December 5, 2009
I have to profess that I am a sushi lover and as a self proclaimed chef, I have an affinity for developing new culinary skills. I decide to attempt sushi making for the experience, skills, and better understanding of the sushi-making experience. When I did my research, I found different thoughts on how to prepare sushi rice and its preparation alone is said to be art. I found out that sushi rice is suppose to be "sticky," but not "mushy." The Japanese use a short grain white rice to make sushi, but I made my rice with a medium grain rice that was sufficient. I washed the rice thoroughly until the water was almost clear. This technique is necessary to remove talc that is added to rice when processed to prolong shelf life and prevent spoilage. I allowed the rice to dry for about i hour and then I transferred the rice to my heavy bottom skillet added 3 cups of rice and 3 1/4 cups of cold water and let that come to a boil. I then turned the heat to simmer and cooked the rice for 20 minutes, after which I turned the rice off and let it steam for 10 minutes longer.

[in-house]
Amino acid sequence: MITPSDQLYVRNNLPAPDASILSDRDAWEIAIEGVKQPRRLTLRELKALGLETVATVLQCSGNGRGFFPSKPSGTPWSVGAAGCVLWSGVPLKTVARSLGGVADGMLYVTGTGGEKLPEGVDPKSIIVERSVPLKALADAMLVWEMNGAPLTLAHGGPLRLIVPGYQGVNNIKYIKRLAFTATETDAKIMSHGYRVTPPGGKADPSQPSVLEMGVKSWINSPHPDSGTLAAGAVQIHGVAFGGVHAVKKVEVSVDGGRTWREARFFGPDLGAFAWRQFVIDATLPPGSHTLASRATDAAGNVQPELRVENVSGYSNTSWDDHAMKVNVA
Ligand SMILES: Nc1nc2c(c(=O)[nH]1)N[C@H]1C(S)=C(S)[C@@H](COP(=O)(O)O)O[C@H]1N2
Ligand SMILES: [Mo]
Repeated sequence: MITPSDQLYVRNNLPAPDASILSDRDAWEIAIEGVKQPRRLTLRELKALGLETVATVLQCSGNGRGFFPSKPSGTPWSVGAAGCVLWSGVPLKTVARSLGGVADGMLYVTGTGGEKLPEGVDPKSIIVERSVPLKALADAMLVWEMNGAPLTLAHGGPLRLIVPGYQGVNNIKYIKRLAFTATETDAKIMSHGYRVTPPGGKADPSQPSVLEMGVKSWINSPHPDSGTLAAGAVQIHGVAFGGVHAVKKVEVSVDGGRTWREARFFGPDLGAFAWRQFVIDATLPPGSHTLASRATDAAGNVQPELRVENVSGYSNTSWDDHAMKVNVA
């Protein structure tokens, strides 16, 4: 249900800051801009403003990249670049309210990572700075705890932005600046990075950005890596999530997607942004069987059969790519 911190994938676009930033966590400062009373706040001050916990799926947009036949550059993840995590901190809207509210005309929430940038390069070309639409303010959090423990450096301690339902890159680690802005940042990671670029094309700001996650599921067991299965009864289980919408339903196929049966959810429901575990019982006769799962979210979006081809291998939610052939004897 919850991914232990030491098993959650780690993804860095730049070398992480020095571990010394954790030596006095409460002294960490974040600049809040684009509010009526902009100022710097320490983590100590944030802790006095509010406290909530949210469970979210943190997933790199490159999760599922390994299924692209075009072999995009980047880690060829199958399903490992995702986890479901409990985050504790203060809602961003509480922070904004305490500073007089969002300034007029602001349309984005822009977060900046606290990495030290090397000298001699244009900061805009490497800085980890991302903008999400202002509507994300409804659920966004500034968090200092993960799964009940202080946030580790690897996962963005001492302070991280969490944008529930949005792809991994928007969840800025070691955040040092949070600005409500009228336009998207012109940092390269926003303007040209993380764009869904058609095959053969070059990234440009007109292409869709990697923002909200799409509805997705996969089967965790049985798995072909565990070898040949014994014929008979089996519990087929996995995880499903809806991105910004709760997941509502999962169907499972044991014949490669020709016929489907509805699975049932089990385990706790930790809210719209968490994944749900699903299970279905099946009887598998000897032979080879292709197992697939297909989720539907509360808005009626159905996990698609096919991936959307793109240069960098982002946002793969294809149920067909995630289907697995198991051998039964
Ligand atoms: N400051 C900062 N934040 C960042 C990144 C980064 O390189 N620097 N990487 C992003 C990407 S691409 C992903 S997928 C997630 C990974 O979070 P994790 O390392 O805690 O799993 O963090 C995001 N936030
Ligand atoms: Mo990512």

Steaming rice is crucial because the rice is still cooking and absorbing moisture. While the rice was steaming, I prepared "tezu" or sushi vinegar, to add flavor to rice after cooking. It is made by taking rice vinegar, sugar, and salt and boiling them in a pot until the sugar is dissolved. When the rice was done I transferred it to a large bowl. I took a large wooden spatula and evenly distributed the tezu over the rice, then I carefully mixed the rice with the tezu, taking care not to pressed down on the rice, which could create mushy rice. I then took a piece of card board and fanned the rice to accelerate the cooling process. When the rice was about "body" temperature, I had to test whether or not I prepared it right. I took a small amount and pressed it together in my palm. It was extremely sticky, but not mushy, which is what I wanted. Happy, I proceeded to the filling. I created a spicy shrimp roll using diced shrimped that I blanched for a 2-3 minutes and a added to a mixture of garlic chili sauce and mayonnaise. Then I took nori (seaweed wrapper) and rolled the rice with the filling making a maki style roll.This is the resulting roll from the technique I used. It had nice flavor, heat, and I figured it was pretty good for a first attempt. Practice makes perfect meaning that I will be making a lot of sushi. Sushi is extremely versatile and its ingredients are limited only by our imaginations. The fact that sushi is a healthy addition to an healthy and active lifestyle makes preparing it that much more satisfying.